And then Aidan Hutchinson, who started the day with a share of the Big Ten’s lead in sacks, stormed through Ohio State’s line to force Stroud to the ground for a six-yard loss. (Later in the day, Hutchinson picked up his 13th of the year, a single-season record for Michigan, which is in its 142nd season of varsity football.) The prospect for a tied score dimmed, replaced by the Buckeyes’ hopes for a 31-yard field goal, which they made.
In the second quarter, though, Stroud and his receivers bubbled up as advertised. Over 99 seconds, Ohio State ran four plays, three of them through the air. The Buckeyes collected 56 yards, none more athletically artistic than the last 25, when Garrett Wilson, aloft a few feet outside of the end zone, caught Stroud’s pass. He pushed off with his left foot, seizing just enough power from the home team’s turf to cross the goal line. It had taken more than 19 minutes, but Ohio State, at last, had the lead.
It was gone about five minutes later, when Haskins took his turn going aloft in search of a score, tumbling atop and across a pile of defenders for a score.
After all of that, and another Ohio State field goal, Michigan held the narrowest of edges, 14-13, at halftime.
Ohio State’s first effort after the intermission fizzled fast. Michigan’s did not.
Blake Corum, a sophomore running back, had just rushed for 13 yards, to the Michigan 32, when he took a handoff. He raced left and, as he approached the Michigan logo at midfield, cut across the turf. Defenders scampered — five of them were in pursuit as Corum neared Ohio State’s 25 — before Ronnie Hickman caught up with him after 55 yards.
Haskins, on the next play, ran 13 yards for a touchdown that helped push the score to 21-13.
On Michigan’s next possession, Haskins, his team invigorated after an unsportsmanlike-conduct call against Ohio State that shuttled the Wolverines to the 1-yard line, capped a five-play drive with another touchdown run.
“I told myself, ‘I’m not going down, we’ve got to win this ballgame,’” Haskins said afterward, when he and others credited an offensive line that bullied Ohio State, whose only previous loss was to Oregon. “And I just kept telling myself that.”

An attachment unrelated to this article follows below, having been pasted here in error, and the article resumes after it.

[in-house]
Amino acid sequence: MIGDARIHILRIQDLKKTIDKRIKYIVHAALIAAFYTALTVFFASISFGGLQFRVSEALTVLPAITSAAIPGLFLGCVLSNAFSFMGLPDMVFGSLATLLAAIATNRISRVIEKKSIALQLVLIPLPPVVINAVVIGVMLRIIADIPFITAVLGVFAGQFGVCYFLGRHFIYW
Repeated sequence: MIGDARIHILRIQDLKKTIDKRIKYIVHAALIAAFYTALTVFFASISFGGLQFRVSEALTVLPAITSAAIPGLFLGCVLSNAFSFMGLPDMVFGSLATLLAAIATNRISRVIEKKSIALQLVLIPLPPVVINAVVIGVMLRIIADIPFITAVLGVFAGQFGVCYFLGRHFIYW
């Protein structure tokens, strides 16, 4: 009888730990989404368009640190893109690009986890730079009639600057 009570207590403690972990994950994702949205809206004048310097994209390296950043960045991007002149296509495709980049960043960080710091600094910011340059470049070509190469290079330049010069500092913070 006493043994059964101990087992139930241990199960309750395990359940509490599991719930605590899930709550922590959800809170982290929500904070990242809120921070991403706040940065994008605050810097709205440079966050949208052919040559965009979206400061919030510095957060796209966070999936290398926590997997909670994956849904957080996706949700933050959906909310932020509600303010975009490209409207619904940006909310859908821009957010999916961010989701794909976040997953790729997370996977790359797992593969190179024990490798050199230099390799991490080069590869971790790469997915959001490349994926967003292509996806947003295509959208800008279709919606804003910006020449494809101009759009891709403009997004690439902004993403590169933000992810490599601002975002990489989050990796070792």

Ohio State whittled down the gap early in the fourth quarter.
Stroud, a redshirt freshman who arrived in Ann Arbor as a contender for the Heisman Trophy, took charge from the start of a drive that began in the third, with a 12-yard pass to Olave, one of Ohio State’s sensational receivers. A Hutchinson sack knocked him off-balance briefly, and two plays later on third-and-19, he connected with Jaxon Smith-Njigba for 26 yards.
Eventually, after 17 plays, the last a rush for a single yard, Ohio State was a score away from a knotted ballgame.
But as with almost every good thing for Ohio State on Saturday, the suspense and the ambition were soon complicated. Although a pass interference penalty against the Buckeyes proved the most lucrative element of the next Michigan drive, the Wolverines had Haskins in the end zone again within five minutes.
Dented but not yet done, the Buckeyes stitched together a drive that, had they won, would have been a prized sequence of fortitude and daring. Twice faced with fourth downs, Stroud kept Ohio State’s aims alive with a pair of passes, including one to TreVeyon Henderson, whose arrival in the end zone, with a successful extra point afterward, had the scoreboard reading 35-27 with less than five minutes to play.
The snow had largely stopped falling by then. What had settled earlier on the artificial turf had melted. The seconds ticked and ticked and ticked away as Haskins ran and ran and ran.
The snow picked up again. Haskins, of course, ran some more.
He scored another rushing touchdown, his fifth of the day, and tied Michigan’s single-game record.
It was soon clear that it would not matter. Michigan, for the first time in a long while, had already been too much.